Microsoft to release Azure Stack as an appliance in mid-2017

Microsoft is repositioning Azure Stack as a turnkey product that will be available in mid-2017, in conjunction with HPE, Dell, and Lenovo. Here's why.

Microsoft plans to make its Azure Stack hybrid cloud operating platform available in mid-2017 and in appliance form with a few server vendors only.

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Credit: Microsoft

Microsoft is working with HPE, Dell, and Lenovo on co-engineering Azure Stack to run on their servers when the new platform launches next year, officials said on July 12 during Microsoft's Worldwide Partner Conference.

Azure Stack is a stack of technologies Microsoft is designing for customers and partners to run in their own datacenters. Azure Stack includes "experiences" and programming interfaces that Microsoft offers via its own Azure public cloud.

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Until now, the plan of record was Microsoft would allow customers and partners on hardware of their choice. But in order to reduce complexity and improve the odds of Azure Stack working well, Microsoft decided to deliver the product next year as a turnkey bundle.

While some customers and partners involved in the first technical preview of Azure Stack did get it working on their own hardware, Microsoft officials said they believe following the appliance model used with Microsoft's Cloud Platform System (CPS) will yield better results.

A second technical preview of Azure Stack is coming sometime later this calendar year. And over time, Microsoft plans to add support for more server configurations from more vendors for Azure Stack, executives said.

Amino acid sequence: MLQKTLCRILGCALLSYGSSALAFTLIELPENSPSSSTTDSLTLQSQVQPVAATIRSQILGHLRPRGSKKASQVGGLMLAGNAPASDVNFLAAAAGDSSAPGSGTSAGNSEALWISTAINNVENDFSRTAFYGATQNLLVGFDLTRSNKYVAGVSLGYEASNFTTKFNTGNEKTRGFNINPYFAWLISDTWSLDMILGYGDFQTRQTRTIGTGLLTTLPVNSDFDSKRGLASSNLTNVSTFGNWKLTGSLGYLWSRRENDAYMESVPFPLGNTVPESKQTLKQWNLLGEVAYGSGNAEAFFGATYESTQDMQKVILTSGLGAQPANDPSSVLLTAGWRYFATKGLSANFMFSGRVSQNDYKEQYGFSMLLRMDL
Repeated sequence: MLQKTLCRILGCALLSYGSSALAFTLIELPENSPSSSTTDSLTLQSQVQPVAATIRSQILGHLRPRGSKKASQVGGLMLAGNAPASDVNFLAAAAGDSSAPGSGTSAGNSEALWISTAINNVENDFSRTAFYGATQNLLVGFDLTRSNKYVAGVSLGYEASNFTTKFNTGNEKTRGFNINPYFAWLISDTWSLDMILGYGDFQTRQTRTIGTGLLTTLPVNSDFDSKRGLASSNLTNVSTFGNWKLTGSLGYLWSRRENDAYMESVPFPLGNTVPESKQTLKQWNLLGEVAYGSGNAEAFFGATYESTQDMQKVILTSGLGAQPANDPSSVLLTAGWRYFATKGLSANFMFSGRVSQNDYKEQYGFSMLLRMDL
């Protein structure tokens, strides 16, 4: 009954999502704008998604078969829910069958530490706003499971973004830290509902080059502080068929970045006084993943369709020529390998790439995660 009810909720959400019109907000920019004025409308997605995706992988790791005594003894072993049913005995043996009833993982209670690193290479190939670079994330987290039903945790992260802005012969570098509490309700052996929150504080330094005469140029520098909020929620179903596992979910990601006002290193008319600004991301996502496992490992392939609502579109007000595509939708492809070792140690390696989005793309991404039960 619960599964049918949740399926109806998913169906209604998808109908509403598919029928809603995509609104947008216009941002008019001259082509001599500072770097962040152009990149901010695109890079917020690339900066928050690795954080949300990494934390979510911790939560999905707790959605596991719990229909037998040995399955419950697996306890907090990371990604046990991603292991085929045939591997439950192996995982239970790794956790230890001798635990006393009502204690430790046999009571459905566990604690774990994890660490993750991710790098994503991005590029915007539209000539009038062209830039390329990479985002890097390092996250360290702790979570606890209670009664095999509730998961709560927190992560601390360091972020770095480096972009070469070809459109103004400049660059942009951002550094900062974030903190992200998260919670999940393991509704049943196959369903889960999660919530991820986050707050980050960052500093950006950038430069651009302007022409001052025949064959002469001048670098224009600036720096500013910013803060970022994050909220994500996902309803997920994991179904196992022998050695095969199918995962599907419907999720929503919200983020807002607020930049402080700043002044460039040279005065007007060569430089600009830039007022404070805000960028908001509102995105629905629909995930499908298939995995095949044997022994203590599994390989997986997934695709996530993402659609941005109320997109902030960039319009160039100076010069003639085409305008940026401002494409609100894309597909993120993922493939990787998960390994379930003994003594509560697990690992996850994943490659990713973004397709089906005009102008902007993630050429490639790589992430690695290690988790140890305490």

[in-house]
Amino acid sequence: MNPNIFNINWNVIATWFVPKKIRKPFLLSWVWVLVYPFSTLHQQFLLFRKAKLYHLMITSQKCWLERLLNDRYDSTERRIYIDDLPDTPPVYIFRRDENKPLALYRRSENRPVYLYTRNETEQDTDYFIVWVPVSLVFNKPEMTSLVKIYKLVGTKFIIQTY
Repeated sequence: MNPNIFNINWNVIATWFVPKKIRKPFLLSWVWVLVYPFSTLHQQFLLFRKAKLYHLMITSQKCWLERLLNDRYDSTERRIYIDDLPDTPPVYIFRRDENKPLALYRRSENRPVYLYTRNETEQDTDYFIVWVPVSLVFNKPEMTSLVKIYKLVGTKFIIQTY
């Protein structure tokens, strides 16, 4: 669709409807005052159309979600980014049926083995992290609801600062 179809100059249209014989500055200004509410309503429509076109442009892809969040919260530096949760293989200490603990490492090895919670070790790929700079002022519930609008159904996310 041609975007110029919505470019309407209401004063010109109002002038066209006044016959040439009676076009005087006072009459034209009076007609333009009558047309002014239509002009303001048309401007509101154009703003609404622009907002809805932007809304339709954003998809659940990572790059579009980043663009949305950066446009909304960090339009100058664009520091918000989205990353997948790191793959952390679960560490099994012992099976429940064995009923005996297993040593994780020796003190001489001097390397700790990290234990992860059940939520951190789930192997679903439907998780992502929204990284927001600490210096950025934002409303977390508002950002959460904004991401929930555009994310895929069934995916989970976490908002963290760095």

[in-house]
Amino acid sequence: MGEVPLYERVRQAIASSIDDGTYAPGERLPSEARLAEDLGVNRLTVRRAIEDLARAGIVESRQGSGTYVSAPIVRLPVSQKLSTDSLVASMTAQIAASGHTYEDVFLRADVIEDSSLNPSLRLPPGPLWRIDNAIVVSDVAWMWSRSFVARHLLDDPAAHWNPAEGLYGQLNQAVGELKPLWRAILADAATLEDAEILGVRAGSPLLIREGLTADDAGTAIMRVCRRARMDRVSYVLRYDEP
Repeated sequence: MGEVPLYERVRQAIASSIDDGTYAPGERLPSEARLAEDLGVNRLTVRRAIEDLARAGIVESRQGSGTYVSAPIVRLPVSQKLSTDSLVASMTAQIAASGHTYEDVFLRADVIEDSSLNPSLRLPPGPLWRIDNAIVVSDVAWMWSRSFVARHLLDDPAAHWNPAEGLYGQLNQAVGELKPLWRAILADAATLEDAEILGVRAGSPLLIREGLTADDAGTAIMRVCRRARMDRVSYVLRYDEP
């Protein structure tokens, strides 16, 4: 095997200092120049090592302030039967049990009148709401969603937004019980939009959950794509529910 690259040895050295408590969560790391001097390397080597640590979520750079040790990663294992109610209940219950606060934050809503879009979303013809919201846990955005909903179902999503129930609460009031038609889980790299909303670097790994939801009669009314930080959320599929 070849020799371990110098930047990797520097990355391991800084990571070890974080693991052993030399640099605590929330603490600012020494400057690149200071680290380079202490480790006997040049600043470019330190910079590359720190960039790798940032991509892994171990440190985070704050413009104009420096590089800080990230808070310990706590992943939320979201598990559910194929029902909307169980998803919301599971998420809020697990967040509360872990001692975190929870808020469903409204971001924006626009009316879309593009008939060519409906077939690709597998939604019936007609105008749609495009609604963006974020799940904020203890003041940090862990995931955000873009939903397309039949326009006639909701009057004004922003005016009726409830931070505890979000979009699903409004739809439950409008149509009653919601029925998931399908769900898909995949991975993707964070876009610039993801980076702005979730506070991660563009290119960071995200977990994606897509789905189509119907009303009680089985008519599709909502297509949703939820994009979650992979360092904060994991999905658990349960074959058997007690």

Those using Microsoft's Cloud Platform System can consider CPS a stepping stone to Azure Stack. Customers running CPS and Windows Azure Pack will be able to use these systems alongside Azure Stack ones; they won't need to try to upgrade CPS systems to Azure Stack -- another piece of new guidance from Microsoft on Tuesday.

Microsoft officials also said Windows Server 2016 and System Center 2016 will launch at the company's Ignite conference in late September. Previously, Microsoft execs had said Windows Server 2016 would launch in the third calendar quarter of 2016, most likely in the fall.

A wording clarification: "Launch" does not mean release to manufacturing (which will likely occur earlier than late September, and possibly around the time that Windows 10 Anniversary Update is designated as complete.) "Launch" is also not the same as general availability. Microsoft will likely make Windows Server 2016 and System Center 2016 generally available once the products are on the latest price lists, which typically means the start of a new month -- so perhaps October 1.

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